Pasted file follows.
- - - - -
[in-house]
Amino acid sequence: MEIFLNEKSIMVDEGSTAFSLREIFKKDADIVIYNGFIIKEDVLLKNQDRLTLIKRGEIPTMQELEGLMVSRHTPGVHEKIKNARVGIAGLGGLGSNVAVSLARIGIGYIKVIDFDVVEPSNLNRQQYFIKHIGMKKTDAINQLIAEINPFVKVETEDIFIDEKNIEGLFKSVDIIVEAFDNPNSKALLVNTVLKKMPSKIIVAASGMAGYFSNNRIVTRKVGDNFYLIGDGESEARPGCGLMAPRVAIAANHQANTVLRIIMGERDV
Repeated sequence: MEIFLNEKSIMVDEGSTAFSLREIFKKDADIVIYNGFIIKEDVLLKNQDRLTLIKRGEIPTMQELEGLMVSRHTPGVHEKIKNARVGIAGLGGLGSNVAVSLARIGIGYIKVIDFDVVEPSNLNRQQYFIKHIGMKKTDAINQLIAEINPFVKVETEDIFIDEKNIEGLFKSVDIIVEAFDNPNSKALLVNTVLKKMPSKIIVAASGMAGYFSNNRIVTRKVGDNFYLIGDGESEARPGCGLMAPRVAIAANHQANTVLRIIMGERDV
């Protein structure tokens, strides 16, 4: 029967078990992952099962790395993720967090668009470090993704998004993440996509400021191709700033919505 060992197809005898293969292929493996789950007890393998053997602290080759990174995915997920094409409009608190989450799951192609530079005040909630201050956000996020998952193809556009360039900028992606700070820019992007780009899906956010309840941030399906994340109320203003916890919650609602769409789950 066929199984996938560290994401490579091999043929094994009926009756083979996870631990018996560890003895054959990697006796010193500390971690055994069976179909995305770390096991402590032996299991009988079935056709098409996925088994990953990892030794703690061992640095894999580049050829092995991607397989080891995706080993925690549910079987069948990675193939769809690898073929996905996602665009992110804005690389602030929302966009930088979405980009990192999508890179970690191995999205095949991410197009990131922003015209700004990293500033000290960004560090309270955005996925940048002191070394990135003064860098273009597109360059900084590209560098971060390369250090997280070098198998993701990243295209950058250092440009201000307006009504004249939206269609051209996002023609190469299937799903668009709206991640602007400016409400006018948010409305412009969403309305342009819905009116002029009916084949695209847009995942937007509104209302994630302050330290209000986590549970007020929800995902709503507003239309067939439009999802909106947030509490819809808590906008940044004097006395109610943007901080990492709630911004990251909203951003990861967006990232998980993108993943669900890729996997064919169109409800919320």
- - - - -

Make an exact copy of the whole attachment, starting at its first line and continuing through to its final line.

[in-house]
Amino acid sequence: MEIFLNEKSIMVDEGSTAFSLREIFKKDADIVIYNGFIIKEDVLLKNQDRLTLIKRGEIPTMQELEGLMVSRHTPGVHEKIKNARVGIAGLGGLGSNVAVSLARIGIGYIKVIDFDVVEPSNLNRQQYFIKHIGMKKTDAINQLIAEINPFVKVETEDIFIDEKNIEGLFKSVDIIVEAFDNPNSKALLVNTVLKKMPSKIIVAASGMAGYFSNNRIVTRKVGDNFYLIGDGESEARPGCGLMAPRVAIAANHQANTVLRIIMGERDV
Repeated sequence: MEIFLNEKSIMVDEGSTAFSLREIFKKDADIVIYNGFIIKEDVLLKNQDRLTLIKRGEIPTMQELEGLMVSRHTPGVHEKIKNARVGIAGLGGLGSNVAVSLARIGIGYIKVIDFDVVEPSNLNRQQYFIKHIGMKKTDAINQLIAEINPFVKVETEDIFIDEKNIEGLFKSVDIIVEAFDNPNSKALLVNTVLKKMPSKIIVAASGMAGYFSNNRIVTRKVGDNFYLIGDGESEARPGCGLMAPRVAIAANHQANTVLRIIMGERDV
């Protein structure tokens, strides 16, 4: 029967078990992952099962790395993720967090668009470090993704998004993440996509400021191709700033919505 060992197809005898293969292929493996789950007890393998053997602290080759990174995915997920094409409009608190989450799951192609530079005040909630201050956000996020998952193809556009360039900028992606700070820019992007780009899906956010309840941030399906994340109320203003916890919650609602769409789950 066929199984996938560290994401490579091999043929094994009926009756083979996870631990018996560890003895054959990697006796010193500390971690055994069976179909995305770390096991402590032996299991009988079935056709098409996925088994990953990892030794703690061992640095894999580049050829092995991607397989080891995706080993925690549910079987069948990675193939769809690898073929996905996602665009992110804005690389602030929302966009930088979405980009990192999508890179970690191995999205095949991410197009990131922003015209700004990293500033000290960004560090309270955005996925940048002191070394990135003064860098273009597109360059900084590209560098971060390369250090997280070098198998993701990243295209950058250092440009201000307006009504004249939206269609051209996002023609190469299937799903668009709206991640602007400016409400006018948010409305412009969403309305342009819905009116002029009916084949695209847009995942937007509104209302994630302050330290209000986590549970007020929800995902709503507003239309067939439009999802909106947030509490819809808590906008940044004097006395109610943007901080990492709630911004990251909203951003990861967006990232998980993108993943669900890729996997064919169109409800919320």